Anjanette Young: Turning Pain into Power
Social Worker Anjanette Young was at the center of a botched Chicago police raid in her home on Feb. 19, 2019 , and presented her story and video during an emotionally charged symposium called Respond to Violence: Transformative Justice: Turning Pain into Power.
Short video clips from police body cameras show a naked Young protesting as officers enter and rip apart her home with a no-knock warrant. Though many have seen the shorter video, at GSU Young shared a longer Chicago Tribune compilation of police body camera footage from the raid that she uses as a tool when presenting and teaching.
Dr. Phyllis West, Director of the Social Justice Initiative at Governors State University issued a trigger warning of sorts before the clip played.
“Breathe, inhale and exhale. when you hear someone else’s trauma that is getting into your body … step out of the room if you need to,’’ West said, encouraging guests to seek help with therapists in the room, if needed.
Young explained why she uses the six-and-a-half minute clip, the painful soundtrack of a wailing cry of injustice.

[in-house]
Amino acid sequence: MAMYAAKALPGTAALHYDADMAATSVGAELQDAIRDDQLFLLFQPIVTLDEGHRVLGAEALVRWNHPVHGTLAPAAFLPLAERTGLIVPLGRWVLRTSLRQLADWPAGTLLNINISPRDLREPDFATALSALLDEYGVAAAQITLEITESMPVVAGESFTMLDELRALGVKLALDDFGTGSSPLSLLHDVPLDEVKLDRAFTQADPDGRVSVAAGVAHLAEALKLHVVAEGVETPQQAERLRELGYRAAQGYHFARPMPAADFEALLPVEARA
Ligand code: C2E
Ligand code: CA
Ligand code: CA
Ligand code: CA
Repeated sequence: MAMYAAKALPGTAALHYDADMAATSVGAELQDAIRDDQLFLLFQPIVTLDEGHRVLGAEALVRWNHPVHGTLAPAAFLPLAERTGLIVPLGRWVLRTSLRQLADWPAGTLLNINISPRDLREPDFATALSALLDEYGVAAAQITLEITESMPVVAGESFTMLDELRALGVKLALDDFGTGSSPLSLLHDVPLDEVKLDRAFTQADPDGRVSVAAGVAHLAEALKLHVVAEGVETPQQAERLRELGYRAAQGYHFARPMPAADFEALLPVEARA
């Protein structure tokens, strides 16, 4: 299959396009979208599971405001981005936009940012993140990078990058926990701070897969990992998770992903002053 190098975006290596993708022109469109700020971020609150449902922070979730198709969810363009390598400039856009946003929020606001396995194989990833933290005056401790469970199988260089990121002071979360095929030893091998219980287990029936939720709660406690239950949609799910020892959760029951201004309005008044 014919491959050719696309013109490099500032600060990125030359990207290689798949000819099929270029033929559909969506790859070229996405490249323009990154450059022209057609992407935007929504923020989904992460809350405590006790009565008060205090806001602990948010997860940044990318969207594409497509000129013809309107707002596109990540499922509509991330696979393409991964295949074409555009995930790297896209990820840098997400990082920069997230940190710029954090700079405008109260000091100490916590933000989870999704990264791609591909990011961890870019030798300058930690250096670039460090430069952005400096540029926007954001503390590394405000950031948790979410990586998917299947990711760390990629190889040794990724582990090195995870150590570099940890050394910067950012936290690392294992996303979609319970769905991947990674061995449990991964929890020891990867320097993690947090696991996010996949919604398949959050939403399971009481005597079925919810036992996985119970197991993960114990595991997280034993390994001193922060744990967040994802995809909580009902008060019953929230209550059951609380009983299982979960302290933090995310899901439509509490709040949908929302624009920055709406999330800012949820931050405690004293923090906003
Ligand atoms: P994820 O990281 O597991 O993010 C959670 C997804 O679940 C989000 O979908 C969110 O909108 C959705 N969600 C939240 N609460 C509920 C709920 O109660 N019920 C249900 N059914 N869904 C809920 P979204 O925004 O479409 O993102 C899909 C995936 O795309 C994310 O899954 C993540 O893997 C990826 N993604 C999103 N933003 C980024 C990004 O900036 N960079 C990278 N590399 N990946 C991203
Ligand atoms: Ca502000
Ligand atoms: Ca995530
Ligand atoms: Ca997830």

“In this video you get to see all the injustices; all of the violations; all of the wrong they did,’’ Young said. “We understand that police work is hard and sometimes they don’t always get it right. It’s one thing to get it wrong and end up at my door, it’s another thing to treat me the way they treated me once they entered my home.”
Young, the granddaughter of a Civil Rights activist who marched with Dr. Martin Luther King, is a licensed clinical social worker with a master’s degree in clinical social work. Before the raid on her home, her focus had been direct-practice social work, engaging with children and families. Now, she’s promoting justice, advocacy, and being a voice to the voiceless.
One of the ways she’s advocating is through the Anjanette Young Ordinance, which would, among other things, ban no-knock warrants. This in addition to the seven-figure settlement with the City of Chicago.
Event moderator Latesha Newson, a Lecturer in the GSU Department of Social Work, has worked closely with Young to pass the ordinance, even lobbying in Washington, D.C.
At the end of the symposium, Newson presented Young and three others with an award for their advocacy. She singled Young out for her decision to turn trauma to triumph.
“We chose Anjanette for her bravery. She’s been fighting for almost two years, and it was very important to recognize her as a social worker who is doing the work of fighting injustice.”